My phone light was blinking red and nearly dead as I showed the proprietors of the Pashmina scarves and knockoff bags an address in Chinese characters on my phone. After three of them motioned "down" with their hands, we headed for the basement of the giant building.
In our quest to find a nose piercing parlor, we accidentally found ourselves in a large indoor market with scarves, bags, hats and jewelry on the top floor and boots and fake nails in the basement. Kiosk after kiosk of gaudy red table cloths displayed their manicure sets in clear plastic boxes. Apparently they were bridal nail sets with 3-D appliques of gems, lace, and fake roses. Given that brides would have a full half-inch faux nail attached to their hands with flowers and lace glued on top, I feel like their hands would be rendered useless. Not to mention, they would snag on everything -- especially a wedding gown. Of course, all of the stores were showcasing how "lovely" and "beautiful" the nails would be... perhaps I should consider bringing a set back for the brides I know who are getting married this summer. No doubt they would be a cherished gift. (ha!)
After meandering through the labyrinth of nails and floor to ceiling stalls of boots, we still couldn't find a piercing shop. We showed the address to a few more people before my phone was dead for good and we were pointed to a manicure place in the corner.
Jenn and Alex began the arduous task of trying to explain what they wanted to the girls working. Noses and ears were pointed to and before long, one of the girls brought out her piercing gun and a box of earrings. I stood in the background exchanging looks with the boot seller next door -- she thought my friends were crazy and I was showing my gratitude for not being a part of the multi-lingual hot mess.
With some help from other shoppers, they finally deduced that the girls wanted to pierce their noses with a gun and large earring. After three days, the large earring could be replaced with a smaller one. Completely illogical. I don't know really anything about nose rings, but I know you wouldn't stick something for your ear into your nose and you wouldn't make a big hole and put a small earring in it.
In the end they decided it would be best to wait or find a different place. After a number of phone calls, Alex and Jenn have found out two more options to check out: a hospital or another (albeit cleaner) department store.
Once the nose rings were figured out, I was excited to explore the boot market. Though my feet are on the larger end of most Chinese (size 7), I'm well within the range of being able to shop for shoes almost wherever I please here. Shoes in China are eclectic, strange, and usually really uncomfortable looking.
A lot of sneakers or heels here have huge furry accents or are decked out in bejeweled teddy bears or have cutesy buttons and bows on them. The high heeled boots and pumps are shaped in an unnatural and unforgiving way so that you have to mangle your feet to make them fit inside and the manmade material doesn't stretch or move with you, so there's not way avoiding hobbling. Apparently that look is quite attractive here, I've seen too many girls try to pretend like they're not in pain.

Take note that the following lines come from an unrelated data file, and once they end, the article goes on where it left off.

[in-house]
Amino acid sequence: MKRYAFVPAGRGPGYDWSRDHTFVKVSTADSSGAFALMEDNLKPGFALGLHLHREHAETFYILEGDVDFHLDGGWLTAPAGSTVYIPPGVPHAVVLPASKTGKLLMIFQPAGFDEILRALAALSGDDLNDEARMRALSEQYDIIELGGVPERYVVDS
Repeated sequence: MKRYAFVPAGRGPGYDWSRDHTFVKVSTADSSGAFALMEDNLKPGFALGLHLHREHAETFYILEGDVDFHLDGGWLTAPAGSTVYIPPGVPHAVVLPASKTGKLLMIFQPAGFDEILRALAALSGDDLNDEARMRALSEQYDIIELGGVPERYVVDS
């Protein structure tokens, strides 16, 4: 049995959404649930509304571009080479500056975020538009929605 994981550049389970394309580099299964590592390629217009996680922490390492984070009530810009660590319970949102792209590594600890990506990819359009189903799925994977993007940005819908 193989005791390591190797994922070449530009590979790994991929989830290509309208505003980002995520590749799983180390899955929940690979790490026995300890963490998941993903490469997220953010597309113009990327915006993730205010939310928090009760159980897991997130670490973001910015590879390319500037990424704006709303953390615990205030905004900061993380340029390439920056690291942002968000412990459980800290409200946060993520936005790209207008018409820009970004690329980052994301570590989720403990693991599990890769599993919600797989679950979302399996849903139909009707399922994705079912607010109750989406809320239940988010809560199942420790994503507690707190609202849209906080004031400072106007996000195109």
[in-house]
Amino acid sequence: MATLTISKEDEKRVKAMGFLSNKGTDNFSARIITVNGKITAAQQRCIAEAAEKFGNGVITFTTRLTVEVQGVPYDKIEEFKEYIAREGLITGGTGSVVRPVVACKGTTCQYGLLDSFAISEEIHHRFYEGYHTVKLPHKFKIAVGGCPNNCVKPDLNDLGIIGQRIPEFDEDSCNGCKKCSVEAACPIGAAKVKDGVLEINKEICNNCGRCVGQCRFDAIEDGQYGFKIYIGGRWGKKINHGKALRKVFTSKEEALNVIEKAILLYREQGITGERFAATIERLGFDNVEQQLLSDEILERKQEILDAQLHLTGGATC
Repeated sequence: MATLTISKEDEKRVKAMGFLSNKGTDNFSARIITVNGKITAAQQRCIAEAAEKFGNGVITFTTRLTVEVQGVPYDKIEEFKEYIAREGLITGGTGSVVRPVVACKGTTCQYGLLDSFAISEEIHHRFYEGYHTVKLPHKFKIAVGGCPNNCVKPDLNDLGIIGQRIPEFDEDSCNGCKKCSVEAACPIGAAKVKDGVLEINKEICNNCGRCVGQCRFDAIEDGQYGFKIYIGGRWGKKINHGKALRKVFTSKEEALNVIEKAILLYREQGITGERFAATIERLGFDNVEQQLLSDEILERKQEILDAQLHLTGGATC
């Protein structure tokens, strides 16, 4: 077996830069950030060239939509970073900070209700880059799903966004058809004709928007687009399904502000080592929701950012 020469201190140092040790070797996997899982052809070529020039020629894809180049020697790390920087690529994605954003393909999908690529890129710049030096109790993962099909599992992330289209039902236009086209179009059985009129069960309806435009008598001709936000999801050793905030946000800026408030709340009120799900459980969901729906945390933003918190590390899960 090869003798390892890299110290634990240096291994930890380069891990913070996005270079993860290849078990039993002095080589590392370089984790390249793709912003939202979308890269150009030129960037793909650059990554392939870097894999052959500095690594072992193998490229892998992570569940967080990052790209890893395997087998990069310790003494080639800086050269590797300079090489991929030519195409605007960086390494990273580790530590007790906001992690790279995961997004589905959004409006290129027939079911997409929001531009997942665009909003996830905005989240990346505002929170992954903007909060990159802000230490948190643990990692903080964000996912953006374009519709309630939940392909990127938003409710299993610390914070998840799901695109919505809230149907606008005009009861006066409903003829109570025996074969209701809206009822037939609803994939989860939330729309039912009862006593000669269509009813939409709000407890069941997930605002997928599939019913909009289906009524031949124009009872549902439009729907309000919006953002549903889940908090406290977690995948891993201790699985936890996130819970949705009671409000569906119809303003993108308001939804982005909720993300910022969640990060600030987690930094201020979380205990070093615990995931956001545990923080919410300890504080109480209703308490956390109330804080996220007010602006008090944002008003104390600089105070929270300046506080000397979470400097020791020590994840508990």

I was after another pair of good, flat boots. The lady by the piercing shop had some nice ones, so I went to her first to try some on. Though my feet fit, my calves did not. The seller kept scolding me for having wool socks on (it's cold here!) and kept trying to hawk uglier, but larger, boots my way. I finally gave up and left.
About 10 stalls later, I found some gems. Knee-high, flat boots with a chain around the ankle and available in three colors. I started trying them on and quickly attracted a crowd. Jenn and Alex were off looking at different shoes, so I was the lone circus lion entertaining the audience. Interesting looks were exchanged regarding my wool socks and jeans pulled up above my knee. There were certainly some horrified looks when they saw my long scar on my lumpy knee (never have I ever received so many repulsed looks about my scar until I came here. Weird).
I decided on the camel colored boots and wanted to find the perfect size. Of course, one size fit one foot and a size larger fit the other foot (the shoes in this market were super high quality...though they were all "leather" the place had no trace of the leather smell).
I finally got my pair right. "So beautiful!" "So lovely!" Then I began negotiating the price. 275 -- way too expensive.
"Ha! No! 250."
"Tai gui le!" (too expensive) "120."
"No. 200. Final offer."
Ugh. I gave in. I liked the boots too much and they seemed to be made well-ish. Plus, they were much less expensive than a fake leather pair would run in the US.
I left with my box and sought out Alex and Jenn, in my search I ended up back at the piercing corner where the original boot lady was quick to get up in my face about the boots I bought.
She asked to see them, so I pulled them out.
"Bu hao! Bu hao! (No good, no good!) These ones are much nicer!"
She poked and prodded at the seams on my boots and reached on her shelf to a pair of very plain, brown, cheap looking boots that she assured me were the best quality. I told her I didn't like her them and that I didn't have any more money. She asked how much I spent on my boots, I told her 150 (even when you think you got a good deal in China, you inevitably feel like you got ripped off).
"150?! For these? Oh please... bu hao!"
I told her I'd come back another day to look at her awesome, high quality shoes and waved her goodbye. She amicably slapped me on the back when I walked away.
The day wasn't an overall failure. Though noses remained unpierced, I got some great boots and my friends got some good hats at the strange and incredible indoor market.